It actually hurts me when you call me a tramp. Know what I bet hurts you more? That you can't afford me.
Monte Steele's Million Dollar Tramp should not be confused with William Campbell Gault's Million Dollar Tramp. Gault was a serious author of some acclaim, while Steele was serious about claiming a paycheck. We last saw him authoring a 1964 literary epic called Campus Chippies. This earlier effort is from 1963 for Playtime Reading with art by Robert Bonfils.
Yeah, wow, nice. I've never seen one without hair. It's slick as a— Wait, did you say you tore it out with hot wax?
Above, the cover of Orgy Man by Dean Hudson, a Greenleaf Classics house pseudonym used in this case by veteran sleaze author Evan Hunter, writing for Greenleaf's Idle Hours imprint, with cover art by Robert Bonfils, copyright 1964. Hah. We did that all in one sentence.
I always get confused about this. So, like, if you're my mother's husband does that mean you can or can't spank me?
Above, a cover for My Mother's Husband, written by M. Anderson for Newsstand Library, a company based in Chicago. M. Anderson is obviously a pseudonym whose real identity seems lost to time, and believe it or not, this is actually a detective story. It's copyright 1960, with Robert Bonfils art.
Now I'll show you what we oilmen call directional drilling.
We always have to circle back to Greenleaf Classics because their covers are so brazenly funny. Oiled for Lust appeared in 1967 with the pseudonymous J.X. Williams credited as author. Many writers used the Williams name, but in this case even the Greenleaf Classics website is stumped as to who the author really was. Slide this into the unknown bin for now.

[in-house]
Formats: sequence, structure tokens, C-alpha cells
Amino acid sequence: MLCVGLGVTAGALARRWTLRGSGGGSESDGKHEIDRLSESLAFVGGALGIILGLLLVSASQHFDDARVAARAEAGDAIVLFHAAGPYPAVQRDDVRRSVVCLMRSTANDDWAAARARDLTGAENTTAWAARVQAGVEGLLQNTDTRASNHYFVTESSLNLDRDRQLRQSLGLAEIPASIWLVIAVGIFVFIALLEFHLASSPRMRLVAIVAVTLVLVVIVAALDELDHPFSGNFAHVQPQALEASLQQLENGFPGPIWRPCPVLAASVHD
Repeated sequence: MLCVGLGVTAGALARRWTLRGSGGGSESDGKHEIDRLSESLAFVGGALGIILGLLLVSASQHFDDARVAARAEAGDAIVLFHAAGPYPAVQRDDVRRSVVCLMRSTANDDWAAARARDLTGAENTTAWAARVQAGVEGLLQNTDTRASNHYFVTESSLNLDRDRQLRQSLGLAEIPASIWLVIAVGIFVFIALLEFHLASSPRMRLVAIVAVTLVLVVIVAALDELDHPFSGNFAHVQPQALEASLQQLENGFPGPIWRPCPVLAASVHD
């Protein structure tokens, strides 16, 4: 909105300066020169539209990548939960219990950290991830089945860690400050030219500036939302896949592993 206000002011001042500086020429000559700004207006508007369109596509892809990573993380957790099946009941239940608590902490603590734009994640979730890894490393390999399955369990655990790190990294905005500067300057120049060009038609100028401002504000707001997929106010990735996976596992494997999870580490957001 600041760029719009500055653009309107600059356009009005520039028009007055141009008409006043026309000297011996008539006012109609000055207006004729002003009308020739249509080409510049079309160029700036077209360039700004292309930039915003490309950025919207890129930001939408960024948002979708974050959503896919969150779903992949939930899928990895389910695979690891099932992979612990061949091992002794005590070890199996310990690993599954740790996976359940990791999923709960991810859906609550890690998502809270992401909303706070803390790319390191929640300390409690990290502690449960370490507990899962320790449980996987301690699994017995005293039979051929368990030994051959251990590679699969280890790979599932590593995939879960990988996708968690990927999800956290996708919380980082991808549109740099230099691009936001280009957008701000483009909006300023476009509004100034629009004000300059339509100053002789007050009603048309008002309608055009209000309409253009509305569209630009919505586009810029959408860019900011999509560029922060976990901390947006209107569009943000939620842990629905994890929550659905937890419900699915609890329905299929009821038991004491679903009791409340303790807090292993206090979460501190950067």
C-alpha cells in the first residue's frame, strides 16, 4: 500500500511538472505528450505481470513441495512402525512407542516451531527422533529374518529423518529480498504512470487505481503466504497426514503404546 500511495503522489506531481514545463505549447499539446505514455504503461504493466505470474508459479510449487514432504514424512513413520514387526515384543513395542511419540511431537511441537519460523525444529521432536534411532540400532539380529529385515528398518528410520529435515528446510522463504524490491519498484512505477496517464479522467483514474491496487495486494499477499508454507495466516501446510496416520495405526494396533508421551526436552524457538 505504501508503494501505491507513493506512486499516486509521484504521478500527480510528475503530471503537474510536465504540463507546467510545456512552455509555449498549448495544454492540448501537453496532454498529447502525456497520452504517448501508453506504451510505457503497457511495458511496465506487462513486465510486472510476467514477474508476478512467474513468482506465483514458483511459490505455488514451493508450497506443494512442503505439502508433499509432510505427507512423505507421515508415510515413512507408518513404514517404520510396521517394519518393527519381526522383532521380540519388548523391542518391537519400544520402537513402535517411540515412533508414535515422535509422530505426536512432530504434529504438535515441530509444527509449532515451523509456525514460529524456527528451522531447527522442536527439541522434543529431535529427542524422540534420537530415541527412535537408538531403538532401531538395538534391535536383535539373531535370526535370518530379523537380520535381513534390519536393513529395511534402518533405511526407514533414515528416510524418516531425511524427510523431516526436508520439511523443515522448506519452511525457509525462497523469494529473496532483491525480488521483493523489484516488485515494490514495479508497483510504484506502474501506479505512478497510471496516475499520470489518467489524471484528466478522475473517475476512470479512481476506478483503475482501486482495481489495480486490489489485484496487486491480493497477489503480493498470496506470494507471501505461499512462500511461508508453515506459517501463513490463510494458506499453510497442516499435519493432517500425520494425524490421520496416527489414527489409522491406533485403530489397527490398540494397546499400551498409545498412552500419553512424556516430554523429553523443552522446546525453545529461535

You excite me so much, darling, but that's not my heart making that noise. That's my gastrointestinal tract.
Above, a cover for the medical romance novel Amorous Dietician by Mary Shomette Gooch, 1961, with art by Robert Bonfils. Gooch, who has such a ridiculous name you have to suspect it's real, also wrote Cheating Woman, The Tainted Rosary, and The Lusting Breed as Mary S. Gooch. And if you say that fast, you can make it sound like “Mary's gooch,” which would be funny but it turns out women don't have have gooches. Only men do—we looked it up.
Hi! I'll be filling in for your regular wife this evening. How many times do I have to ask you to take out the damn garbage?
We saw this Robert Bonfils piece at pulpcovers.com and couldn't resist re-using it. Bill Russo's Substitute Wife, 1962, from Playtime Reading. Remember—there's nothing like the real thing.
Whoever told me Tappa Tappa Ass is the nice guy frat was wrong!
We really should put together a group of frathouse sleaze covers sometime. The pervasive trope in mid-century fiction of educated women somehow still being mere male property is worthy of deeper examination. For instance in this book female characters are literally given away to horny fraternity boys. Of course, there's little we can add to what's already well known: these books were seriously sexist. We still may put together something on this. In the meantime consider Campus Chippies an entry in the collection (along with this example from last year). It comes from Playtime Reading, 1964, was written by Monte Steele, author of numerous novels along the same lines, and the cover art is from Robert Bonfils.
I've been practicing by milking Daisy. Just sit back and enjoy this.